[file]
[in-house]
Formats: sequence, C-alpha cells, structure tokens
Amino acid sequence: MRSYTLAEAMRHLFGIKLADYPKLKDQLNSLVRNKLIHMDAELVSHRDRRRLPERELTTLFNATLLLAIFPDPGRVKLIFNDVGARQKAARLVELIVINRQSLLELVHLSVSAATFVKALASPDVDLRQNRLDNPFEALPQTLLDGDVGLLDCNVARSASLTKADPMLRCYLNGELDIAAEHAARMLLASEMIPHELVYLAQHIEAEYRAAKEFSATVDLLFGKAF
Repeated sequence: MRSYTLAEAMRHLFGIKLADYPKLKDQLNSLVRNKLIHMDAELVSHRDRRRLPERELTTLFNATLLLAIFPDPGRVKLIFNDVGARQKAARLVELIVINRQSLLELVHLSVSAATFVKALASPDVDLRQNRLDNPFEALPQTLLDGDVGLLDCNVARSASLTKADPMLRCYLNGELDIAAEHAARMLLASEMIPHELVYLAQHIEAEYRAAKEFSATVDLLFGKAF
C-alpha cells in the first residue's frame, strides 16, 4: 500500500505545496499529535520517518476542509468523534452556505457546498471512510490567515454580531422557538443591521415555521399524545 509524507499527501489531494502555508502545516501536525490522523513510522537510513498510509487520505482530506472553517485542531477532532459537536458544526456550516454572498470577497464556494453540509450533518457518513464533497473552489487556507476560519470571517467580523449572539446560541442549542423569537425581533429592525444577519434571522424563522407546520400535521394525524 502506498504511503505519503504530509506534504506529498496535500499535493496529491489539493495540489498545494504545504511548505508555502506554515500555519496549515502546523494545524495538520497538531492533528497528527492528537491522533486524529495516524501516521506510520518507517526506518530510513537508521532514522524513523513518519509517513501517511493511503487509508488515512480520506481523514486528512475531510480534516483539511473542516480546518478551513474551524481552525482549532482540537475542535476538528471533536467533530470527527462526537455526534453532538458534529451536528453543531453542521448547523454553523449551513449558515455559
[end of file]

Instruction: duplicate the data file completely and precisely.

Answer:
[in-house]
Formats: sequence, C-alpha cells, structure tokens
Amino acid sequence: MRSYTLAEAMRHLFGIKLADYPKLKDQLNSLVRNKLIHMDAELVSHRDRRRLPERELTTLFNATLLLAIFPDPGRVKLIFNDVGARQKAARLVELIVINRQSLLELVHLSVSAATFVKALASPDVDLRQNRLDNPFEALPQTLLDGDVGLLDCNVARSASLTKADPMLRCYLNGELDIAAEHAARMLLASEMIPHELVYLAQHIEAEYRAAKEFSATVDLLFGKAF
Repeated sequence: MRSYTLAEAMRHLFGIKLADYPKLKDQLNSLVRNKLIHMDAELVSHRDRRRLPERELTTLFNATLLLAIFPDPGRVKLIFNDVGARQKAARLVELIVINRQSLLELVHLSVSAATFVKALASPDVDLRQNRLDNPFEALPQTLLDGDVGLLDCNVARSASLTKADPMLRCYLNGELDIAAEHAARMLLASEMIPHELVYLAQHIEAEYRAAKEFSATVDLLFGKAF
C-alpha cells in the first residue's frame, strides 16, 4: 500500500505545496499529535520517518476542509468523534452556505457546498471512510490567515454580531422557538443591521415555521399524545 509524507499527501489531494502555508502545516501536525490522523513510522537510513498510509487520505482530506472553517485542531477532532459537536458544526456550516454572498470577497464556494453540509450533518457518513464533497473552489487556507476560519470571517467580523449572539446560541442549542423569537425581533429592525444577519434571522424563522407546520400535521394525524 502506498504511503505519503504530509506534504506529498496535500499535493496529491489539493495540489498545494504545504511548505508555502506554515500555519496549515502546523494545524495538520497538531492533528497528527492528537491522533486524529495516524501516521506510520518507517526506518530510513537508521532514522524513523513518519509517513501517511493511503487509508488515512480520506481523514486528512475531510480534516483539511473542516480546518478551513474551524481552525482549532482540537475542535476538528471533536467533530470527527462526537455526534453532538458534529451536528453543531453542521448547523454553523449551513449558515455559